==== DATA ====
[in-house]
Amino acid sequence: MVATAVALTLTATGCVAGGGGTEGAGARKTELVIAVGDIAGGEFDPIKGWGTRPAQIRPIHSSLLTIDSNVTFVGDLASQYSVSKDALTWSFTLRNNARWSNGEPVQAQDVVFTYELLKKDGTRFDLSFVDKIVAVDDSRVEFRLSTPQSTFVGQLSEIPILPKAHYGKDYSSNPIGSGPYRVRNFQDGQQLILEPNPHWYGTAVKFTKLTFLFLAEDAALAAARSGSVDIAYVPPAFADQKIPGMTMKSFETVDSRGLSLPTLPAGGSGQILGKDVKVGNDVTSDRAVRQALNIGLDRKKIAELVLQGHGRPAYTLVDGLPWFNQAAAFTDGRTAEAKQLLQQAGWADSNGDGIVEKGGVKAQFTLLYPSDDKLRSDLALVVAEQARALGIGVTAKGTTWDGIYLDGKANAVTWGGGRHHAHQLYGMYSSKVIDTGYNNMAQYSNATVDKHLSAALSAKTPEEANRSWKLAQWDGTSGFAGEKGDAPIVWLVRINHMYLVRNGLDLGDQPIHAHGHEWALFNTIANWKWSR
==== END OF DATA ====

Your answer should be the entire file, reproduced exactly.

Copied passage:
[in-house]
Amino acid sequence: MVATAVALTLTATGCVAGGGGTEGAGARKTELVIAVGDIAGGEFDPIKGWGTRPAQIRPIHSSLLTIDSNVTFVGDLASQYSVSKDALTWSFTLRNNARWSNGEPVQAQDVVFTYELLKKDGTRFDLSFVDKIVAVDDSRVEFRLSTPQSTFVGQLSEIPILPKAHYGKDYSSNPIGSGPYRVRNFQDGQQLILEPNPHWYGTAVKFTKLTFLFLAEDAALAAARSGSVDIAYVPPAFADQKIPGMTMKSFETVDSRGLSLPTLPAGGSGQILGKDVKVGNDVTSDRAVRQALNIGLDRKKIAELVLQGHGRPAYTLVDGLPWFNQAAAFTDGRTAEAKQLLQQAGWADSNGDGIVEKGGVKAQFTLLYPSDDKLRSDLALVVAEQARALGIGVTAKGTTWDGIYLDGKANAVTWGGGRHHAHQLYGMYSSKVIDTGYNNMAQYSNATVDKHLSAALSAKTPEEANRSWKLAQWDGTSGFAGEKGDAPIVWLVRINHMYLVRNGLDLGDQPIHAHGHEWALFNTIANWKWSR